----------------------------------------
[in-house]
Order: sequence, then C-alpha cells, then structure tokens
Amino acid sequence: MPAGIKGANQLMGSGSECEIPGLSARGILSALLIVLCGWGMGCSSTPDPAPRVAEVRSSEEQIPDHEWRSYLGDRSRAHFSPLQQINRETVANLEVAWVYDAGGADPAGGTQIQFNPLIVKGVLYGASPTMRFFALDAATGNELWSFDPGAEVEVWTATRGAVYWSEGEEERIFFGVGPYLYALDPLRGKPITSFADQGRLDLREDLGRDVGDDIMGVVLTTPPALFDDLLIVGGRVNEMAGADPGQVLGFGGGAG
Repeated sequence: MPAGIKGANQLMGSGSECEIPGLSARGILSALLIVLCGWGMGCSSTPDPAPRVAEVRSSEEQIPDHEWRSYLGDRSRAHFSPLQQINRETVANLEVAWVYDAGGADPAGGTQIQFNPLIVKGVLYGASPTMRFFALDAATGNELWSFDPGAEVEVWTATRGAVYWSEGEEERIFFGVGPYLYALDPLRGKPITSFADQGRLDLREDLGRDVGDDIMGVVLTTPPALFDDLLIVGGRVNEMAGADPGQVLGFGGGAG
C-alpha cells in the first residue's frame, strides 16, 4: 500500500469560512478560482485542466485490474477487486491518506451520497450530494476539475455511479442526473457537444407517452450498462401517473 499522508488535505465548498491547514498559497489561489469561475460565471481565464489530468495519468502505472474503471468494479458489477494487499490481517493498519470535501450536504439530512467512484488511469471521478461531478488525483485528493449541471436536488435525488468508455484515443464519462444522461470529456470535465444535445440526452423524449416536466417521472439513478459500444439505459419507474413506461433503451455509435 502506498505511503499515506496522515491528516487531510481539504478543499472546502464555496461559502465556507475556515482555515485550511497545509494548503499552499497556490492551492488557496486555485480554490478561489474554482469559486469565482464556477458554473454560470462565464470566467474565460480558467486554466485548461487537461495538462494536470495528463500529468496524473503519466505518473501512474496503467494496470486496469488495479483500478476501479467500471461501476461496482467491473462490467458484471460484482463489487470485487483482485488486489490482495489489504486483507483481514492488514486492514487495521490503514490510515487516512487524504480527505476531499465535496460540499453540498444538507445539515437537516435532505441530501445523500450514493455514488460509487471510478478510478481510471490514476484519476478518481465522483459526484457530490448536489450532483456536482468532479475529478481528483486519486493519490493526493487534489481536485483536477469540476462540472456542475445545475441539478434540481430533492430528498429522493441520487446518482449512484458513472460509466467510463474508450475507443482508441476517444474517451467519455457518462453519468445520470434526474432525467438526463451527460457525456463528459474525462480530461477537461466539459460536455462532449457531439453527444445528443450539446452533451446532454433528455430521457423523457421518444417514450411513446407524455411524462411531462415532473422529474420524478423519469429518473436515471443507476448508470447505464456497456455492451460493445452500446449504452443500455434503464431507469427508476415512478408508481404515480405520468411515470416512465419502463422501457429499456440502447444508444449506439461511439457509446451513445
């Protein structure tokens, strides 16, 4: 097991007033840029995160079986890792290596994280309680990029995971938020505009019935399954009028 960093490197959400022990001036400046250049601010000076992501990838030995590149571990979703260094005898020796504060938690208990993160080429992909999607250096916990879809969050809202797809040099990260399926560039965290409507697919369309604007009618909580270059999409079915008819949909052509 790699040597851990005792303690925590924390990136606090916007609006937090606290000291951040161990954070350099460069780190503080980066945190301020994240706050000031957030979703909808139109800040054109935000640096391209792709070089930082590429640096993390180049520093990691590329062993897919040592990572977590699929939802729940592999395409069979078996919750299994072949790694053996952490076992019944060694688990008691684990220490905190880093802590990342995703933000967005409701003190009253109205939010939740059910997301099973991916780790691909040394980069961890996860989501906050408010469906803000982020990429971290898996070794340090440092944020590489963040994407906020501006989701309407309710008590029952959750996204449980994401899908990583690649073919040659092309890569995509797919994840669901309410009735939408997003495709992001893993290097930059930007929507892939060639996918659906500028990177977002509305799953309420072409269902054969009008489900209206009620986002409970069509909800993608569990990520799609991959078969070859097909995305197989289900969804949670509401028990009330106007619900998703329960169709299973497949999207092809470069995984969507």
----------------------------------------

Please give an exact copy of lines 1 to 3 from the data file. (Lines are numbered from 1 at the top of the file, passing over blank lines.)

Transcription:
[in-house]
Order: sequence, then C-alpha cells, then structure tokens
Amino acid sequence: MPAGIKGANQLMGSGSECEIPGLSARGILSALLIVLCGWGMGCSSTPDPAPRVAEVRSSEEQIPDHEWRSYLGDRSRAHFSPLQQINRETVANLEVAWVYDAGGADPAGGTQIQFNPLIVKGVLYGASPTMRFFALDAATGNELWSFDPGAEVEVWTATRGAVYWSEGEEERIFFGVGPYLYALDPLRGKPITSFADQGRLDLREDLGRDVGDDIMGVVLTTPPALFDDLLIVGGRVNEMAGADPGQVLGFGGGAG